But anger is not the problem. None of those individuals or political parties are the problem.
Protectionism and isolation culminating in the Brexit vote in the UK, and the nomination of Donald Trump in the US are not the problem.
What is the problem? Why the anger?
The above chart from the Wall Street Journal article IMF’s Grim Long-Term U.S. Outlook in Six Charts.
People Angry Because
- Banks were bailed out and they weren’t
- Middle class is shrinking
- President Bush’s Bankruptcy Reform Act of 2005 made kids with student loans debt slaves for life.
- Warmongering by the Bush and Obama administrators alike made billions for defense contractors at the expense of everyone but the contractors and their employees.
Instead of blowing up the world, making enemies in the process, and creating ISIS in the process, wouldn’t we have been better off building US infrastructure?
The above chart explains rising social anger perfectly. However, that chart does not portray the real problem.
Income inequality, the shrinking middle class, angry voters, and the rise of extreme political parties are all symptoms of the real problem: Central banks and their inflationary policies.
Fed Chair Janet Yellen is very concerned about falling productivity. A chart from the same article shows the concern.
Productivity Will Rise Again – Will the Fed Like the Result?
Autonomous cars, truck, and buses are coming. Millions of jobs will vanish by 2024 if not sooner. Productivity will soar.
The loss of millions of truck driving jobs will be a catastrophe to those who cannot do anything else, but will be a boon to everyone else who pays lower prices.
The Fed will get productivity, but will the Fed like the result when it comes?
Central Banks Insist on Inflation in Deflationary World
The big problem is central banks insists on inflation in a deflationary world.
Even the BIS says routine price deflation is not damaging (See Historical Perspective on CPI Deflations: How Damaging are They?)
Productivity enhancements are inherently price deflationary. More goods produced at less cost should mean falling prices unless demand from population growth more than makes up for productivity gains.
Few could afford big flat panel TVs when they first came out. Everyone has them now. Improvements on top-end cars eventually make their way into every car. The same applies to cell phones and technology in general.
If price deflation was a problem, it sure does not show up in sales of flat panel screens.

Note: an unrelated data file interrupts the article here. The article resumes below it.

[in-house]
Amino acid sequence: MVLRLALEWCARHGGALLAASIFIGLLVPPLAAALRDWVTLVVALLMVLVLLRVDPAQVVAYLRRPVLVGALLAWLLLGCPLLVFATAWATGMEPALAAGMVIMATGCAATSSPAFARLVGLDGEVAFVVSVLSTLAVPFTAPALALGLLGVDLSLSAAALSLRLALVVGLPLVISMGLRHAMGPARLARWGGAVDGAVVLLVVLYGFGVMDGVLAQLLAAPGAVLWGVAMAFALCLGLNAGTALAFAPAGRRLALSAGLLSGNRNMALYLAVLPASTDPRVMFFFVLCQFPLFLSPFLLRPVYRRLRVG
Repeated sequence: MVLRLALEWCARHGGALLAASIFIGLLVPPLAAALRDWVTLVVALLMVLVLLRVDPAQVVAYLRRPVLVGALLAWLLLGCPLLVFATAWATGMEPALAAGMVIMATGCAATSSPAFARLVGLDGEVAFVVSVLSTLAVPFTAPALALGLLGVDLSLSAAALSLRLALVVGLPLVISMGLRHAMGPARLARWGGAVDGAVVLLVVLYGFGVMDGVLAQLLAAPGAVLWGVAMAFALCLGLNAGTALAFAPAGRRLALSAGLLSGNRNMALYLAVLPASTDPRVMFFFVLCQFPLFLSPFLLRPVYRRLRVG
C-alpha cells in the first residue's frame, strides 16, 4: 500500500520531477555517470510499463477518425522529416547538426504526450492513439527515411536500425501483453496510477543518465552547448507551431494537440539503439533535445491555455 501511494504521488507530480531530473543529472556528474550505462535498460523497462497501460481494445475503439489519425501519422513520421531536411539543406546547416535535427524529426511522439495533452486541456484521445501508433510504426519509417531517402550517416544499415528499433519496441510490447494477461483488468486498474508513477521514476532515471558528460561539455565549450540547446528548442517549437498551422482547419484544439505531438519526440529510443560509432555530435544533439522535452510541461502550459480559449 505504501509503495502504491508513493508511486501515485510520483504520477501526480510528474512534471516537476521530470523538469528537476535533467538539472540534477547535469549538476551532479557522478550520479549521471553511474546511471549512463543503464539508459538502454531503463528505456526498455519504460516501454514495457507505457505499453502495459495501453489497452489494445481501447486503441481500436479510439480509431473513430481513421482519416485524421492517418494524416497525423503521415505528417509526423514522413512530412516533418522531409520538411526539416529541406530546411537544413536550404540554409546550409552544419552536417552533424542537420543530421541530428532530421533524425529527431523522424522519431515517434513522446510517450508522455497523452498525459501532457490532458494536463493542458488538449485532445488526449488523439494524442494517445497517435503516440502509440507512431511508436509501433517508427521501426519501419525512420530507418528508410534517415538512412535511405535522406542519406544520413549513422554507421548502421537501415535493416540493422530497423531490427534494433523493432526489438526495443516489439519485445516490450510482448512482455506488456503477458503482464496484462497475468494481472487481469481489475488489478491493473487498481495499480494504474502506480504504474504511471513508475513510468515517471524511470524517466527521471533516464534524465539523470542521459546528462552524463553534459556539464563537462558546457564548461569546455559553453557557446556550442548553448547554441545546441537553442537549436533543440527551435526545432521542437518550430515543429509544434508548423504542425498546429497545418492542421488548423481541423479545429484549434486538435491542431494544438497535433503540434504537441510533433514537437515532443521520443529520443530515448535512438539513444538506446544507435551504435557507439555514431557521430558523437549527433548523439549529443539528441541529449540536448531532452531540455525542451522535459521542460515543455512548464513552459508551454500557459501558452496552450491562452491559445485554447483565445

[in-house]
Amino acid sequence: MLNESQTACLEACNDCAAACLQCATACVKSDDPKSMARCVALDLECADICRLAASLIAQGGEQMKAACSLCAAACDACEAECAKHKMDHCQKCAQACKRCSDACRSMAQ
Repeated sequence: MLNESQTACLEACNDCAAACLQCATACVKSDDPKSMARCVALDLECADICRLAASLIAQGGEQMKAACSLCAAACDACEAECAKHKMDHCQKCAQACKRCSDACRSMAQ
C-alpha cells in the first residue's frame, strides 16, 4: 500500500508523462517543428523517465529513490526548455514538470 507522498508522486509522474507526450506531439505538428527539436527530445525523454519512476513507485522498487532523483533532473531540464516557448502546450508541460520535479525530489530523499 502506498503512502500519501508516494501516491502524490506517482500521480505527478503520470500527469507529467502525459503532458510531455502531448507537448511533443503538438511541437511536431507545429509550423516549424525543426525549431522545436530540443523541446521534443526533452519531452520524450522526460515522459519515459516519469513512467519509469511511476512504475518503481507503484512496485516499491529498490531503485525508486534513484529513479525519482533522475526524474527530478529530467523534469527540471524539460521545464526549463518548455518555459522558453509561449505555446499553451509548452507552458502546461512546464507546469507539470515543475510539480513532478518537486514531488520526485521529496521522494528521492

The things that have risen most in price are the places where the Fed and Congress meddled the most: The Fed with financial assets, and Congress with health care, education, and affordable housing.
Central Banks – The Real Problem
In the wake of the Great Financial Crisis, central banks launched round after round of QE. Bernanke praised his own efforts for the wealth effect. The result was yet another massive bubble.
The only winners were the banks, the brokers, and the already wealthy. Asset prices inflated, but who has the assets? The poor?
Minimum wages hikes cannot possibly help. Nor can negative interest rates in the Eurozone and Japan. Both will make matters worse.
Much of corporate financing is already used for stock buybacks at insane prices. Lower interest rates fuel asset prices, not investment. Wage hikes sure don’t encourage mores stores.
People are angry, but they protest the wrong things.
Whom to Blame?
- Socialists in France and Spain who cannot find a job need to point a finger straight at socialist work rules that inhibit firing. If corporations cannot get rid of employees, the only solution corporations have is to not hire employees in the first place.
- US students mired in debt should blame Congress, public unions, and themselves for going deep into debt in pursuit of useless degrees.
- Most importantly, people should picket the Fed (central banks in general) for insisting on the extremely misguided policy of 2% inflation in a deflationary world.
The first chart speaks for itself.
Worse yet, central banks, led by the Fed, have blown another bubble in the absurd attempt to defeat routine price deflation.
This is the third major bubble in fifteen years. The result will be yet another round of asset price deflation, a crisis largely of central banks own making.
Mike “Mish” Shedlock